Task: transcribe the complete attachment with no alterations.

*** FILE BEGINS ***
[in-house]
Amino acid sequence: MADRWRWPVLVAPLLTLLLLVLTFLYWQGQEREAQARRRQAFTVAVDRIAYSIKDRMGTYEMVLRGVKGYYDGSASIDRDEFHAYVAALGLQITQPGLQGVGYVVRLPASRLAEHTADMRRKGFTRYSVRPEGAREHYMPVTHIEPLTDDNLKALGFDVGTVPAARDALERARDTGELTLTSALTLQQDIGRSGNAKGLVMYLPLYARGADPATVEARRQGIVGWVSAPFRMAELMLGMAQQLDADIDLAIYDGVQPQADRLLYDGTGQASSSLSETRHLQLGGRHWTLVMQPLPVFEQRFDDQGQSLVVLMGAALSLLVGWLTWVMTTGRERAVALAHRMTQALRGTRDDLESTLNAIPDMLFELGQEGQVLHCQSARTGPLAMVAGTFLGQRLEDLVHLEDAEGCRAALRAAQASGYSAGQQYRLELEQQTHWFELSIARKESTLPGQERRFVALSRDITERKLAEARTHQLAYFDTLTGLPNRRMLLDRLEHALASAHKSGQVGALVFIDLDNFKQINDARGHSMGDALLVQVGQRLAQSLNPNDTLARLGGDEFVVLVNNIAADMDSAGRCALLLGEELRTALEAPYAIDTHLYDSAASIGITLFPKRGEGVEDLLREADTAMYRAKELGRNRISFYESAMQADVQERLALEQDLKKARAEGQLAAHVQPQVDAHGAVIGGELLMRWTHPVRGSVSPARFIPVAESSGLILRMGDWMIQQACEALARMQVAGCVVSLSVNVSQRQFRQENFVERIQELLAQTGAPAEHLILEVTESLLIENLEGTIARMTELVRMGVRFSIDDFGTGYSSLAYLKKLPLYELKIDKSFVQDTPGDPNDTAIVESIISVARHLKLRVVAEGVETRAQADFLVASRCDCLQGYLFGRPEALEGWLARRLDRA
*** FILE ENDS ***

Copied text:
[in-house]
Amino acid sequence: MADRWRWPVLVAPLLTLLLLVLTFLYWQGQEREAQARRRQAFTVAVDRIAYSIKDRMGTYEMVLRGVKGYYDGSASIDRDEFHAYVAALGLQITQPGLQGVGYVVRLPASRLAEHTADMRRKGFTRYSVRPEGAREHYMPVTHIEPLTDDNLKALGFDVGTVPAARDALERARDTGELTLTSALTLQQDIGRSGNAKGLVMYLPLYARGADPATVEARRQGIVGWVSAPFRMAELMLGMAQQLDADIDLAIYDGVQPQADRLLYDGTGQASSSLSETRHLQLGGRHWTLVMQPLPVFEQRFDDQGQSLVVLMGAALSLLVGWLTWVMTTGRERAVALAHRMTQALRGTRDDLESTLNAIPDMLFELGQEGQVLHCQSARTGPLAMVAGTFLGQRLEDLVHLEDAEGCRAALRAAQASGYSAGQQYRLELEQQTHWFELSIARKESTLPGQERRFVALSRDITERKLAEARTHQLAYFDTLTGLPNRRMLLDRLEHALASAHKSGQVGALVFIDLDNFKQINDARGHSMGDALLVQVGQRLAQSLNPNDTLARLGGDEFVVLVNNIAADMDSAGRCALLLGEELRTALEAPYAIDTHLYDSAASIGITLFPKRGEGVEDLLREADTAMYRAKELGRNRISFYESAMQADVQERLALEQDLKKARAEGQLAAHVQPQVDAHGAVIGGELLMRWTHPVRGSVSPARFIPVAESSGLILRMGDWMIQQACEALARMQVAGCVVSLSVNVSQRQFRQENFVERIQELLAQTGAPAEHLILEVTESLLIENLEGTIARMTELVRMGVRFSIDDFGTGYSSLAYLKKLPLYELKIDKSFVQDTPGDPNDTAIVESIISVARHLKLRVVAEGVETRAQADFLVASRCDCLQGYLFGRPEALEGWLARRLDRA